Messages: 387
Registered: March 2011
Senior Member
No need to be sorry. You are allowed to ask. That's what the forums are for!

The difference comes from UML itself. See Message 1777027 in this thread.

An internal transition is just a special case of a local transition, one which is a "loop", i.e. a transition from a state to itself that does not exit the state.

For example, suppose there is a state machine with two states: S1 and S2. Furthermore, S1 is a composite state with substates S11 and S12. Suppose also that you have the following transitions:

- transition t1 from S1 to S2,
- transition t2 from S11 to S12,
- transition t3 from the boundary of S1 to S11,
- transition t4 from the boundary of S1 to itself, but inside S1 (that is, t4 is owned by S1), and
- transition t5 from the boundary of S1 to itself, but outside S1 (that is, t5 is owned by the top-level state machine, the container of S1)

Then, according to the UML 2.5 spec:
- t1 is external (to S1)
- t2 is external (to S11)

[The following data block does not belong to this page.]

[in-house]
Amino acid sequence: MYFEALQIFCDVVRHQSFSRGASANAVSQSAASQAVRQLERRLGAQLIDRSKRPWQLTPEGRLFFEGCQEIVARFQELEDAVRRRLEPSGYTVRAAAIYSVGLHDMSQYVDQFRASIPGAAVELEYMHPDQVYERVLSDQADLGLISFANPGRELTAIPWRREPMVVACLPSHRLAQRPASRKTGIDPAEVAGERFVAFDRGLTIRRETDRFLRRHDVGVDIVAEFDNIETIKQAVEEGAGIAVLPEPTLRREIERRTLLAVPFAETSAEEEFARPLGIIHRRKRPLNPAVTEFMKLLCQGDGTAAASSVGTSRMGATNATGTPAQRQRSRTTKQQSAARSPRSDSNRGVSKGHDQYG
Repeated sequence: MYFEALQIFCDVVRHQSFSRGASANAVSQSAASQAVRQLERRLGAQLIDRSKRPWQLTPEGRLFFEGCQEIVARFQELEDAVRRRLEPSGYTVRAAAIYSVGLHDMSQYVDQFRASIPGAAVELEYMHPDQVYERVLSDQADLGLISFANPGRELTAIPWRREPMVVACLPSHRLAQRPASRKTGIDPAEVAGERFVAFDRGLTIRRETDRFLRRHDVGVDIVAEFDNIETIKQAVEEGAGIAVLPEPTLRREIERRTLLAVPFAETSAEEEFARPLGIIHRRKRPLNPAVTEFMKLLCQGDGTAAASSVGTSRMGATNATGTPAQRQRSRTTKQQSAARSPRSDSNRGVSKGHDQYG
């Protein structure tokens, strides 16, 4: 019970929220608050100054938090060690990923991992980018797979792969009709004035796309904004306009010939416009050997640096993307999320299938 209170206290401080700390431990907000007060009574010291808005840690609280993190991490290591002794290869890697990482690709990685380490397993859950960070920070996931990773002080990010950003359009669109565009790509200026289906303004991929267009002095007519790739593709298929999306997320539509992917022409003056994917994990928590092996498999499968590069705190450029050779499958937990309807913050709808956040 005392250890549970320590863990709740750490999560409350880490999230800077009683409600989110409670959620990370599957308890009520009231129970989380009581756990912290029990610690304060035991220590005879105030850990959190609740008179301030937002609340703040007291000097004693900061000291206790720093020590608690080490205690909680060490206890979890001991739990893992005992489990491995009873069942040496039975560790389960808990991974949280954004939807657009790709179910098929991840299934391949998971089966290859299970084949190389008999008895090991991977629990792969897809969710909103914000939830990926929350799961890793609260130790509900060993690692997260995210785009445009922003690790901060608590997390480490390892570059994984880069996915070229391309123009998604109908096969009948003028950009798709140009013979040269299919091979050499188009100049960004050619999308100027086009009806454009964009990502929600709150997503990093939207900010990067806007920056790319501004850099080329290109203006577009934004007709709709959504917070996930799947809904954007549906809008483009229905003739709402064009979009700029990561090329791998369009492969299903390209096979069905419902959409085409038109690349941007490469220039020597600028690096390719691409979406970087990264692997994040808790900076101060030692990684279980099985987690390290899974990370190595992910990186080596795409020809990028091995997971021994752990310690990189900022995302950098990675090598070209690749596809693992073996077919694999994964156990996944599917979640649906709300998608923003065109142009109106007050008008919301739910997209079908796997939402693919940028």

- t3 is local (to S1)
- t4 is internal (to S1)
- t5 is external (to S1)

In terms of syntax, the difference between t4 and t5 is the owner of the transition.

In terms of semantics, the difference between t4 and t5 is that if t5 is triggered, the machine exists S1, which means that it first exists whichever internal state of S1 was active (recursively) and S1's exit action is executed. Then the transition's action is executed, then S1's entry action, and then it goes to history, i.e. it enters the last active substate. On the other hand, if t4 is triggered, the machine exists from currently active substate of S1, but it does *not* exit S1. It's transition action is executed and then it goes to history (enters the last active substate) without executing S1's entry action.

A local transition such as t3 is like an internal one but instead of going to the boundary of the state, it goes to a substate directly. So while an internal transition, if triggered, goes to history, i.e. the last active substate, a local transition goes directly to a specific state, rather than history.